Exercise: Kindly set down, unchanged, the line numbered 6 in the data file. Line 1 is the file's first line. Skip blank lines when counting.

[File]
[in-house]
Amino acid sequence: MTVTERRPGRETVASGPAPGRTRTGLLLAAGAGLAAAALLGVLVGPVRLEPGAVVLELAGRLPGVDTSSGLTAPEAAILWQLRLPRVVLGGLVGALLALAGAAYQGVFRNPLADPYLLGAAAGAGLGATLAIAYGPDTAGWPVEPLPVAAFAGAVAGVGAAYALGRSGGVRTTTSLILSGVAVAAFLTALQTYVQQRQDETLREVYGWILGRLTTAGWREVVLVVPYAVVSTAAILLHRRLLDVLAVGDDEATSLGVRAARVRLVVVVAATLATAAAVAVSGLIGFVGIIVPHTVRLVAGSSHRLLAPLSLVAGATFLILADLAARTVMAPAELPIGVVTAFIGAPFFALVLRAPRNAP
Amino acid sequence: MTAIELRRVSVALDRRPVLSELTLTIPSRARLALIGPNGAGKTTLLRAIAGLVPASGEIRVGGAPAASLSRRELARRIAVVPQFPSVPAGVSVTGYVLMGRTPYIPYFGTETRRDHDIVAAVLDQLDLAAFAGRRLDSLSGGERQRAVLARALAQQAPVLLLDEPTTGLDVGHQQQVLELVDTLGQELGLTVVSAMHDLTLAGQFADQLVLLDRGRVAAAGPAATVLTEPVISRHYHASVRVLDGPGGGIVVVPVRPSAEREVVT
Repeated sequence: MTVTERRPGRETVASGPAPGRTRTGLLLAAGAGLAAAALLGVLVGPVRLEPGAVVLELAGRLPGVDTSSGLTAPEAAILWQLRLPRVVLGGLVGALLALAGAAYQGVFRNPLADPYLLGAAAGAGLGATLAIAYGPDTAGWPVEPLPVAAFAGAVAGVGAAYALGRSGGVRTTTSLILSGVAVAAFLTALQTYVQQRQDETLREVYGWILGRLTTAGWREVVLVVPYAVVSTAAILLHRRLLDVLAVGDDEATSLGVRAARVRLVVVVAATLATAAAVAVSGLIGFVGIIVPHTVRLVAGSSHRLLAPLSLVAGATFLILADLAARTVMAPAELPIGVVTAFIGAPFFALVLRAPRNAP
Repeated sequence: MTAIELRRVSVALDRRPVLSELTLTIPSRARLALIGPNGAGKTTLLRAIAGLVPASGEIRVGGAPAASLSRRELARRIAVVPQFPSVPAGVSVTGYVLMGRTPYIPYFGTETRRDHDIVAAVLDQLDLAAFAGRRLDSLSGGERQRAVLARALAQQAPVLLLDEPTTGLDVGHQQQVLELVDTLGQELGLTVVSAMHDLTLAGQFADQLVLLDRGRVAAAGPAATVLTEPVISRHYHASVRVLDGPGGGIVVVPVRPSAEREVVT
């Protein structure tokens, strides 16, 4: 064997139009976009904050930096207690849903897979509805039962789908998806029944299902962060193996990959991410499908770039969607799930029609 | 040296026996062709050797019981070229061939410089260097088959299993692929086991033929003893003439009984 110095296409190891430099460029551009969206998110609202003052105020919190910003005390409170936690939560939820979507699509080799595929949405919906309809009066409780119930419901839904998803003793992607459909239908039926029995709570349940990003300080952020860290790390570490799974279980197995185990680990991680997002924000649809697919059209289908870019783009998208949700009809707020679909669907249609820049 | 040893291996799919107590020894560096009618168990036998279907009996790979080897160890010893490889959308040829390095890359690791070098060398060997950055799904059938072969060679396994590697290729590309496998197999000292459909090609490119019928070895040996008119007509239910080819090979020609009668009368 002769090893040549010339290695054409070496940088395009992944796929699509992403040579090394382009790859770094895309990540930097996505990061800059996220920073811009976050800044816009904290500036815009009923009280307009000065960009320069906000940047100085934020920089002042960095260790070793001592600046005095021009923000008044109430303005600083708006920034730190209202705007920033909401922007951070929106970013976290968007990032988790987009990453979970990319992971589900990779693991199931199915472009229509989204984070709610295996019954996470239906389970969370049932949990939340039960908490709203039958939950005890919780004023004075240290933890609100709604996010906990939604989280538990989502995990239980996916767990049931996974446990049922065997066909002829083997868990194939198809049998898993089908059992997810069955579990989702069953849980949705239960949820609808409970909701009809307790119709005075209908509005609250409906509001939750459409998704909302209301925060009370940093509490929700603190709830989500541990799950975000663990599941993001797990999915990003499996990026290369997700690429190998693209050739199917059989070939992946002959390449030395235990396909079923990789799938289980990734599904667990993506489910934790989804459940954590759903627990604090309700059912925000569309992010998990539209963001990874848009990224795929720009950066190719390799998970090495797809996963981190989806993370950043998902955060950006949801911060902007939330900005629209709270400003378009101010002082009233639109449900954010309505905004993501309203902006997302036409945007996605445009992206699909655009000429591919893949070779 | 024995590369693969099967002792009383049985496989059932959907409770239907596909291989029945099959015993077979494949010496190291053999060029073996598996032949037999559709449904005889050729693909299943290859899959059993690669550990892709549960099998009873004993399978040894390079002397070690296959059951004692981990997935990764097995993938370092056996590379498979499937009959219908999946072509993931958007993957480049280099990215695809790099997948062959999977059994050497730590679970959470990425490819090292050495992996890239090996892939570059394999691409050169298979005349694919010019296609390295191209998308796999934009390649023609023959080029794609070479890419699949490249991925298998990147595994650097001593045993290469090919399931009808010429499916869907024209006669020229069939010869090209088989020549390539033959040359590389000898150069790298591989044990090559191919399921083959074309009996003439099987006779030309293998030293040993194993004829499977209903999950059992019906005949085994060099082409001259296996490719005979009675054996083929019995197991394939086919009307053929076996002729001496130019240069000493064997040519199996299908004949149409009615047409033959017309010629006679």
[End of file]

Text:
């Protein structure tokens, strides 16, 4: 064997139009976009904050930096207690849903897979509805039962789908998806029944299902962060193996990959991410499908770039969607799930029609 | 040296026996062709050797019981070229061939410089260097088959299993692929086991033929003893003439009984 110095296409190891430099460029551009969206998110609202003052105020919190910003005390409170936690939560939820979507699509080799595929949405919906309809009066409780119930419901839904998803003793992607459909239908039926029995709570349940990003300080952020860290790390570490799974279980197995185990680990991680997002924000649809697919059209289908870019783009998208949700009809707020679909669907249609820049 | 040893291996799919107590020894560096009618168990036998279907009996790979080897160890010893490889959308040829390095890359690791070098060398060997950055799904059938072969060679396994590697290729590309496998197999000292459909090609490119019928070895040996008119007509239910080819090979020609009668009368 002769090893040549010339290695054409070496940088395009992944796929699509992403040579090394382009790859770094895309990540930097996505990061800059996220920073811009976050800044816009904290500036815009009923009280307009000065960009320069906000940047100085934020920089002042960095260790070793001592600046005095021009923000008044109430303005600083708006920034730190209202705007920033909401922007951070929106970013976290968007990032988790987009990453979970990319992971589900990779693991199931199915472009229509989204984070709610295996019954996470239906389970969370049932949990939340039960908490709203039958939950005890919780004023004075240290933890609100709604996010906990939604989280538990989502995990239980996916767990049931996974446990049922065997066909002829083997868990194939198809049998898993089908059992997810069955579990989702069953849980949705239960949820609808409970909701009809307790119709005075209908509005609250409906509001939750459409998704909302209301925060009370940093509490929700603190709830989500541990799950975000663990599941993001797990999915990003499996990026290369997700690429190998693209050739199917059989070939992946002959390449030395235990396909079923990789799938289980990734599904667990993506489910934790989804459940954590759903627990604090309700059912925000569309992010998990539209963001990874848009990224795929720009950066190719390799998970090495797809996963981190989806993370950043998902955060950006949801911060902007939330900005629209709270400003378009101010002082009233639109449900954010309505905004993501309203902006997302036409945007996605445009992206699909655009000429591919893949070779 | 024995590369693969099967002792009383049985496989059932959907409770239907596909291989029945099959015993077979494949010496190291053999060029073996598996032949037999559709449904005889050729693909299943290859899959059993690669550990892709549960099998009873004993399978040894390079002397070690296959059951004692981990997935990764097995993938370092056996590379498979499937009959219908999946072509993931958007993957480049280099990215695809790099997948062959999977059994050497730590679970959470990425490819090292050495992996890239090996892939570059394999691409050169298979005349694919010019296609390295191209998308796999934009390649023609023959080029794609070479890419699949490249991925298998990147595994650097001593045993290469090919399931009808010429499916869907024209006669020229069939010869090209088989020549390539033959040359590389000898150069790298591989044990090559191919399921083959074309009996003439099987006779030309293998030293040993194993004829499977209903999950059992019906005949085994060099082409001259296996490719005979009675054996083929019995197991394939086919009307053929076996002729001496130019240069000493064997040519199996299908004949149409009615047409033959017309010629006679």